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A picture paints a thousand words

Take a look at the scene below.  Note the horizontal direction of the grass stems.  We are at Dungeness, on a typical windy day!  As you drive around the area you might wonder why Romney Marsh was so good for bumblebees, as all you often see from the road is acres and acres of arable field or close-grazed sheep pasture.  It was not always so, as this picture reveals, for tucked under the grass stems you can see the abundant yellow blooms of meadow vetchling Lathyrus pratensis, together with smaller amounts of tufted vetch Vicia cracca (purple) and red clover Trifolium pratense.

This amounted to a massive supply of pollen and nectar, hence the bees.  In recent decades much of this got converted to arable, suffered high sheep-grazing pressure, or management was abandoned, or the fields were dug up in the names of gravel extraction or bird conservation, hence the bees vanished, until recently.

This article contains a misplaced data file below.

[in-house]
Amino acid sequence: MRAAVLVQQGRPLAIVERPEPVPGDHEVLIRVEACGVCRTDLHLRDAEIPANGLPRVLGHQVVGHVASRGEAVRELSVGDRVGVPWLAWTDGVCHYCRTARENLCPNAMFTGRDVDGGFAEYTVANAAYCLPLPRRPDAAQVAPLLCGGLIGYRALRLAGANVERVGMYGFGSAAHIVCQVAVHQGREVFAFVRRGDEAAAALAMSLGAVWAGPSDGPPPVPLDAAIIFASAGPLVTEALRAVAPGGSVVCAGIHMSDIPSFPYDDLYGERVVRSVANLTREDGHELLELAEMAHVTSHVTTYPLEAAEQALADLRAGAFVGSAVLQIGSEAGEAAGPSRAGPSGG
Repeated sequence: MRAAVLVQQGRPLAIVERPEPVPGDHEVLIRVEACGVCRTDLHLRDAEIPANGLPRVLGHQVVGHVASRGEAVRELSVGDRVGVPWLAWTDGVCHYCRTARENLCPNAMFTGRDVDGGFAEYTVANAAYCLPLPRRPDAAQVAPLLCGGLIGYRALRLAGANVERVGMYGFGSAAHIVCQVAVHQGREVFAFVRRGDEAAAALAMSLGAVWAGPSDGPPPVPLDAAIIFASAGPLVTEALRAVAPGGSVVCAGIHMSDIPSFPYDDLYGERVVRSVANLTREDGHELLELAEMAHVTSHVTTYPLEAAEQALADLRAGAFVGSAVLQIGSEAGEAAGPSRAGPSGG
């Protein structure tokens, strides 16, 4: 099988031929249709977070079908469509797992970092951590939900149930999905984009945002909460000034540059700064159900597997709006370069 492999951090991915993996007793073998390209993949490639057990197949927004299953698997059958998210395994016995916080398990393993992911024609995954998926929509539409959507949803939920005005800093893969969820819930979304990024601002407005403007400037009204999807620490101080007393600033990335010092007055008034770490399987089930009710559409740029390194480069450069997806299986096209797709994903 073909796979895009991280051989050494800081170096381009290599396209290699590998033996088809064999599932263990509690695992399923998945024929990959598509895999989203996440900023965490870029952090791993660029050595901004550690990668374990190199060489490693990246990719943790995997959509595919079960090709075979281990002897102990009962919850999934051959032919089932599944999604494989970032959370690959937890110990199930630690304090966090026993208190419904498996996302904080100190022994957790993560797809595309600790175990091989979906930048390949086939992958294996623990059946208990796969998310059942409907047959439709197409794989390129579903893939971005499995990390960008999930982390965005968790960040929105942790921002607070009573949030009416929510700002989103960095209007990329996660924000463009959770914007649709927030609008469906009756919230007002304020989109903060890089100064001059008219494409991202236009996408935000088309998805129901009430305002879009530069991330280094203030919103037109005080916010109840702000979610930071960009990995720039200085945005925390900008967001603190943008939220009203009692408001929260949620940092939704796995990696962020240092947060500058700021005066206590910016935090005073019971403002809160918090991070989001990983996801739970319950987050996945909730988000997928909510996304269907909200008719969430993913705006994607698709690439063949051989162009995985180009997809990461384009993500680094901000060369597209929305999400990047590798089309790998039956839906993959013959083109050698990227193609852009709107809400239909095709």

Targeted conservation management is restoring patches of flowers, with considerable success.  These fields, on Lydd Ranges, are in the danger zone and cannot be farmed.  The fields were cut once a year to control ragwort, with the vegetation left on the ground, smothering the wild flowers and producing boring grassland swards with starving insects!  In the past 10 years this has changed and the cut vegetation has been removed, restoring some very flowery meadows with plants coming back from the seed-bank.  As we stood at the entrance to this area you could hear the bees flying over our heads to stock up with pollen. A nice bit of military conservation management.

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